As Yemen’s political crisis entered its seventh month, the situation further deteriorated Tuesday as Yemen’s ruling party postponed a vote to approve “a modified Gulf-brokered power transition plan which aims to pull…[Yemen]…out of its bloody political deadlock.”
President Ali Abdullah Saleh- who left Yemen three months ago for treatment after a bomb attack- has repeatedly refused to sign the Gulf-brokered transition plan and has vowed to return to Yemen as soon as he is well enough to travel. It is expected that a vote on the plan will be taken up by parliament tomorrow.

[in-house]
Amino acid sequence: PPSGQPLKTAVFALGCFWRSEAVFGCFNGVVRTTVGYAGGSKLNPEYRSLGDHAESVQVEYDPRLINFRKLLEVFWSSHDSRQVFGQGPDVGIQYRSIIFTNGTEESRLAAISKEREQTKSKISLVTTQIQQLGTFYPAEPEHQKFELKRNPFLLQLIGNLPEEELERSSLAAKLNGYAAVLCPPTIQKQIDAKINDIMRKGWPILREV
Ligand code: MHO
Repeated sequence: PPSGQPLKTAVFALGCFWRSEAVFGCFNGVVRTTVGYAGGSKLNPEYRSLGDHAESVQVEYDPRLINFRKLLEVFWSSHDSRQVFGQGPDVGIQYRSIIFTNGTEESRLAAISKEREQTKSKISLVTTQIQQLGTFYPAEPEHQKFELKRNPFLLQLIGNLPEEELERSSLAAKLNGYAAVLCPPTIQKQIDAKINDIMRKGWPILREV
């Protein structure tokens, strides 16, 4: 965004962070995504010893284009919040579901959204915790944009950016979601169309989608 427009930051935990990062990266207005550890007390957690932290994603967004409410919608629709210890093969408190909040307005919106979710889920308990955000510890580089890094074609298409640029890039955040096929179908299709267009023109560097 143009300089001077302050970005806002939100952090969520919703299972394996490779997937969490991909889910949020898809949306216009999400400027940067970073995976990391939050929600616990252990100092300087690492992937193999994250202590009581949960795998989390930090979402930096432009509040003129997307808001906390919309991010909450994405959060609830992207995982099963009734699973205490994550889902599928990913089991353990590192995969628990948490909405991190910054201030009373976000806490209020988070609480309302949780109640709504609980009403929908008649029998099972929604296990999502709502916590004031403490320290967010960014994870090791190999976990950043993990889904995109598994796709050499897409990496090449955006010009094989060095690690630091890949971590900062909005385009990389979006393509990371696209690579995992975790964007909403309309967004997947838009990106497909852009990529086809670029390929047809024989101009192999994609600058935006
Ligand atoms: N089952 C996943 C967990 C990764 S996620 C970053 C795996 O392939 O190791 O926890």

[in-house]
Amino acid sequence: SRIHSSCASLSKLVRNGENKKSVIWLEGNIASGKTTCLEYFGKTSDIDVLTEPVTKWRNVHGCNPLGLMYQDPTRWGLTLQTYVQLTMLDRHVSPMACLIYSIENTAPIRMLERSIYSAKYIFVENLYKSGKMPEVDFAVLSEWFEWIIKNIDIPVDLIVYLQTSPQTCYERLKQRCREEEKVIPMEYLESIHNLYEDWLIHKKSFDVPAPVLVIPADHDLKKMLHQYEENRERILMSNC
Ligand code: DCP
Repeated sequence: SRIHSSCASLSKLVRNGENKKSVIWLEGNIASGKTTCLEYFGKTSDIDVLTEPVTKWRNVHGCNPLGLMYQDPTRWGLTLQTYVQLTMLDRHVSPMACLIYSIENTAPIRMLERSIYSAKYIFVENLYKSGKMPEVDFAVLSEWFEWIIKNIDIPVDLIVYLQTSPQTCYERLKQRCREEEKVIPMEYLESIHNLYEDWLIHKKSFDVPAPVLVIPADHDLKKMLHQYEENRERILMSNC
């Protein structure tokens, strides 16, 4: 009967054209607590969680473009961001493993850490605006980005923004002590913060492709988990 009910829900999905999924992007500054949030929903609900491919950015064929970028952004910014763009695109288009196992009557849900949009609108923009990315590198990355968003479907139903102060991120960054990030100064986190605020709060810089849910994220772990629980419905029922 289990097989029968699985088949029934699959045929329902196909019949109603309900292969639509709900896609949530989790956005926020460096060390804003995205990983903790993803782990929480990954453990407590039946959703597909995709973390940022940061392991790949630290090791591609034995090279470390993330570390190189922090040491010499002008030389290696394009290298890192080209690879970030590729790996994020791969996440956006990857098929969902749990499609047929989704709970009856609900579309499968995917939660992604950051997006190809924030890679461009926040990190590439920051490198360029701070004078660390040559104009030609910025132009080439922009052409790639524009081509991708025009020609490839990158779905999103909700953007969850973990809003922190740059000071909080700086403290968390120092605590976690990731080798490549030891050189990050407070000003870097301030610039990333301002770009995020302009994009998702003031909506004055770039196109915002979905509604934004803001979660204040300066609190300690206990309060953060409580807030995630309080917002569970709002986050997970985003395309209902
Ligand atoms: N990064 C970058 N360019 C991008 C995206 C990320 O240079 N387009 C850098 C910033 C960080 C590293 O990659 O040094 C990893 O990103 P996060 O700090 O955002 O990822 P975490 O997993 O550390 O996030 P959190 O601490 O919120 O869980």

Nonetheless, further violence is plausible as it is reported that the Republican Guard under the command of President Saleh’s eldest son Ahmed has deployed missiles and tanks on the hills that surround Sanaa, while troops loyal to dissident General Ali Mohsen al-Ahmar have consolidated and fortified their positions within the city itself. Even as the political deadlock continues, government warplanes bombed militant strongholds in southern Yemen yesterday, killing at least 30 people, including five civilians.